The popular “Images of America” book series has captured the history of small towns across the nation, telling each one’s story using black-and-white photographs.
Three local history curators have teamed up, tracking down over 230 images, to create the publication’s newest edition, “Mattituck and Laurel.”
The new 128-page paperback from Arcadia Publishing will hit store shelves next Monday.
It provides information dating back to the mid-1600s, documenting the community’s growth, which flourished thanks to the introduction of the railroad in 1844, connecting the hometown farming community to New York City distributors.
Mattituck-Laurel Historical Society president Norman Wamback, 77, of Mattituck began working on the publication in 2011, but had trouble gathering enough photographs.
Mr. Wamback then teamed up with Jeffrey Walden, 46, assistant director of Mattituck-Laurel Library and Gerard Matovcik, 65, the library’s reference librarian, and each curator brought personal strengths to bring the publication together.
Mr. Walden focused on tracking down photographs from heirs of early settlers.
“They require original photographs. So trying to track down originals was a challenge,” he said. “There were a good number of people that contributed from all over the country.”
Mr. Wamback authenticated the historical significance of each photo, contributing information to the captions — which Mr. Matovcik fashioned for each and every photo.
Each caption introduces a new story, bringing life and character to the corresponding photo printed above it.
“We like the idea of using the photographs because they bring the town to life,” Mr. Matovcik said. “We found we can enjoy what the townspeople did 100 years ago, whether it was clamming in Mattituck Creek or putting together a theater production at Mattituck Theater.”
“There are pictures in here we guarantee no one has ever seen before,” Mr. Walden said. “We hadn’t.”
A major theme of the book’s eight chapters is life on the water.
Highlighting that theme, the authors chose a 1910 photograph of people enjoying a day on Mattituck Creek as the book’s cover.
“People who live in Mattituck today still enjoy the Sound, they enjoy the bay, the lakes, so we really wanted to focus on that,” Mr. Wamback said.
A photograph dated 1916 shows Mattituck Oyster Company driver Henry Delaney transporting barrels of Mattituck Creek oysters by horseback through the snow on sleds. The barrels were brought to the railroad for delivery to restaurants and hotels in the city.
“People probably didn’t realize Mattituck Creek had oysters and that they were sought after in their day,” Mr. Matovcik said. “The creek was able to provide.”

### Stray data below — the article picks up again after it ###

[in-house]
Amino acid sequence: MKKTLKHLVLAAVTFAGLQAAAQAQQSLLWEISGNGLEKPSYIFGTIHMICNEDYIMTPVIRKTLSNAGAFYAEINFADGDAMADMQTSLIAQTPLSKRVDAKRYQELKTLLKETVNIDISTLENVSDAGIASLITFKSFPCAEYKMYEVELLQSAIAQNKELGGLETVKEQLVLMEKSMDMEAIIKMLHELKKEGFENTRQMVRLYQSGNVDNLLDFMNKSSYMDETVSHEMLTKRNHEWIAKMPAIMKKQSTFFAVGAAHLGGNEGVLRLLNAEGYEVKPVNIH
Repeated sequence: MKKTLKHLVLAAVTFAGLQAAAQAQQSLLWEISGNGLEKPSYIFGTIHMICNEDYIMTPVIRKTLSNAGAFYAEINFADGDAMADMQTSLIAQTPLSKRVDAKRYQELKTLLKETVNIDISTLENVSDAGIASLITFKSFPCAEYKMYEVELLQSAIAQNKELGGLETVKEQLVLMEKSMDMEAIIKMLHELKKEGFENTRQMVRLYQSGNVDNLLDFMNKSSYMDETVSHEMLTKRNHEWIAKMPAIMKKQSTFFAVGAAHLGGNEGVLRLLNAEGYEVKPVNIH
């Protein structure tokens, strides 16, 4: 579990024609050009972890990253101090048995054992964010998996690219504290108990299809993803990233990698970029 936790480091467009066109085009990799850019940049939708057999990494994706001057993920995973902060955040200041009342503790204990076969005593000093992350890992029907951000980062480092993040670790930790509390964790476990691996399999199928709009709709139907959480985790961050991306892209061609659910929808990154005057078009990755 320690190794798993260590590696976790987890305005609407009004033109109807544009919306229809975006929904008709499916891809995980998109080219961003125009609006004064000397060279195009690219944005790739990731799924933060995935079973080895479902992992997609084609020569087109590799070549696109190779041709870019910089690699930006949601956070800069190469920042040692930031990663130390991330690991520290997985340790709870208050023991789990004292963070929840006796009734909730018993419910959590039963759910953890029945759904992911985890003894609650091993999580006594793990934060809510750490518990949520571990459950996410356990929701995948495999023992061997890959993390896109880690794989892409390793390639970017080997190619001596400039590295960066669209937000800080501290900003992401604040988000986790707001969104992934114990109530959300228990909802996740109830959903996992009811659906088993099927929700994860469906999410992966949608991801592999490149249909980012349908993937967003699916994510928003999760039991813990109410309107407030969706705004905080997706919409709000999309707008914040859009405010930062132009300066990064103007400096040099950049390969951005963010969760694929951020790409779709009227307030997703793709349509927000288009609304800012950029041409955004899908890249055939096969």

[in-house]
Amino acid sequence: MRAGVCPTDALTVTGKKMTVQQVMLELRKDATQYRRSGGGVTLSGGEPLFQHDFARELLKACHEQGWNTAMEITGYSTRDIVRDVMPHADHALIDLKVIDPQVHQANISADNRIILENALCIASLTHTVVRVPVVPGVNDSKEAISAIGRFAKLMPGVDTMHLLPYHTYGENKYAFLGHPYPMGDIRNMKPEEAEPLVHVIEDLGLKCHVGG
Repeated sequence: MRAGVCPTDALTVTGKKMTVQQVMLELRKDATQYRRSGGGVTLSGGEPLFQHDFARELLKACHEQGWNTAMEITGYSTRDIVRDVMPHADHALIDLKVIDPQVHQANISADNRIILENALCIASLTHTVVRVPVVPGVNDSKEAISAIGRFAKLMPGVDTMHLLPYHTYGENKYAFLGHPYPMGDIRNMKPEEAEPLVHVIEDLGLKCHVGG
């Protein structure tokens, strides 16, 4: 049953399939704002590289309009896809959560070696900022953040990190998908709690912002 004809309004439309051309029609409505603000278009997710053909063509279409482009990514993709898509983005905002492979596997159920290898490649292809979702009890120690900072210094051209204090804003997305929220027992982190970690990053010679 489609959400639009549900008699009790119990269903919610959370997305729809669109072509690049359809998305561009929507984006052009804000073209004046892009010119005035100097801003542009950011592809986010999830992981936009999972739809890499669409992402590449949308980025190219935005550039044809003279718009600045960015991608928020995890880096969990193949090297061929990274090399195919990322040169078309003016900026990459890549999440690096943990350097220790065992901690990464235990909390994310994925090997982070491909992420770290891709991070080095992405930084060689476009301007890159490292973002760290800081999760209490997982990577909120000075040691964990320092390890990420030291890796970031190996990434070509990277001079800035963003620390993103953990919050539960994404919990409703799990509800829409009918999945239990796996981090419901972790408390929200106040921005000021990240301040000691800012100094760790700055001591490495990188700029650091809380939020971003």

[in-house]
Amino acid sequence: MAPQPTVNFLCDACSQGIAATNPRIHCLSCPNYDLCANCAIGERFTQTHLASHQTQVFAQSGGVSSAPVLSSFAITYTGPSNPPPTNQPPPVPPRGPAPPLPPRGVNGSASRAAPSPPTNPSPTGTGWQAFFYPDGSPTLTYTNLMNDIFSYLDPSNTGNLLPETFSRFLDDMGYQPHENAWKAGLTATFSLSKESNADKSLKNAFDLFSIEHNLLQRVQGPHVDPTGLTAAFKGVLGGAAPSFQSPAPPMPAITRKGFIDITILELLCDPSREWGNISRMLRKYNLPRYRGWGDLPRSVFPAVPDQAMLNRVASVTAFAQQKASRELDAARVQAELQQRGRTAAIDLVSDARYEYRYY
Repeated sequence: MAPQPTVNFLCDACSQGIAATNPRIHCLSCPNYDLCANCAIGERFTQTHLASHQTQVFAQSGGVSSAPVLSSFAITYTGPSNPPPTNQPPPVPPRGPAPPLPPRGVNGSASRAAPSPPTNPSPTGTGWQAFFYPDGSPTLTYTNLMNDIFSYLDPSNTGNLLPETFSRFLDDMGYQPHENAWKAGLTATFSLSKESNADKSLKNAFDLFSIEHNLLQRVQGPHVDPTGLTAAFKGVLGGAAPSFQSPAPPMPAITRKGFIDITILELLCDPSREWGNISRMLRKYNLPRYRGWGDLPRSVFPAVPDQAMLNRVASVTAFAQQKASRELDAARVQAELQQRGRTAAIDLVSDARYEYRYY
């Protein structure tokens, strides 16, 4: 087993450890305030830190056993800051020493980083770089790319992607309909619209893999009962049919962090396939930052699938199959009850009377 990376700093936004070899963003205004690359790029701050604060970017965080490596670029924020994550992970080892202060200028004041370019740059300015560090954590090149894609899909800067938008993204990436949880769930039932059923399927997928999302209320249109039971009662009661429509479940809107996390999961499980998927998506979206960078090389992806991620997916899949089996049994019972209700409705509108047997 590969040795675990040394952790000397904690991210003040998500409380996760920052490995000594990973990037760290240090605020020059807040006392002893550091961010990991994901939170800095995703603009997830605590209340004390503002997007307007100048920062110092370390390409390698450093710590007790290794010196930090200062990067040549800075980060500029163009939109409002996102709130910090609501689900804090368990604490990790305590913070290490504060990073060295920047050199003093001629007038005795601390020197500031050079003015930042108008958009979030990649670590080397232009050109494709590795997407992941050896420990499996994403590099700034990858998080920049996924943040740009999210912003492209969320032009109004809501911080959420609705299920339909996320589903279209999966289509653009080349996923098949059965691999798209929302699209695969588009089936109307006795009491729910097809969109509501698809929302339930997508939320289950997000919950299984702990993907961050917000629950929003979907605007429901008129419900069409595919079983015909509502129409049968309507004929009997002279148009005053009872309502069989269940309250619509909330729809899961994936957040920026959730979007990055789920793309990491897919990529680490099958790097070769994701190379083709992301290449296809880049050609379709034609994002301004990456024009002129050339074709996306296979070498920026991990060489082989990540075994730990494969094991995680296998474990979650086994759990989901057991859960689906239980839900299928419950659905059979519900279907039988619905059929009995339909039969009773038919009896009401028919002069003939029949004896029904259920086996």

One of his favorite photos shows contestants and spectators at the 1914 Mattituck Yacht Club Regatta, a popular community event that took place on the creek. It was considered a holiday in its time, and many of the stores in town closed down for the event.
A photo of the regatta years later in 1921 shows hundreds of people lining the waterfront to get a view of boats passing by.
What is known today as Love Lane was called Railroad Avenue in 1910, and it was the business district of the town.
“The railroad was able to bring the factories to the farmer,” Mr. Matovcik said.
The Hudson Canning Factory set up shop right next to the railroad. In 1910 workers canned asparagus, tomatoes and cauliflower, among other things.
“We had some photos of them packing railroad car after railroad car of cauliflower that was shipped all over the U.S.,” Mr. Matovcik said.
Photos of early community life feature the Mattituck Baseball Club in 1900 and the 1908 Mattituck Fire Department volunteers. A 1909 photo shows a “hairpin turn” in Mattituck that drivers in the Long Island Stock Car Derby had to maneuver their early-model cars around.
The book also features prominent families from Mattituck, including photos of the Tuthill clan, whose farm dates back before 1890.
Interesting facts, including where one might find a drink during the days of Prohibition, or where city visitors came to stay back in the 1900s, add to the many things one can learn after picking up the book.
Mr. Walden said the book is a great introduction to the town’s history.
“[Proceeds from the book] will be poured right back into the local history collection, giving us the chance to support more of the local history,” Mr. Walden said.
“Were hoping the people who live here, or even out of state, if they have a connection to Mattituck, they will be able to read up on it,” Mr. Matovcik said. “They can see what it was like out here.”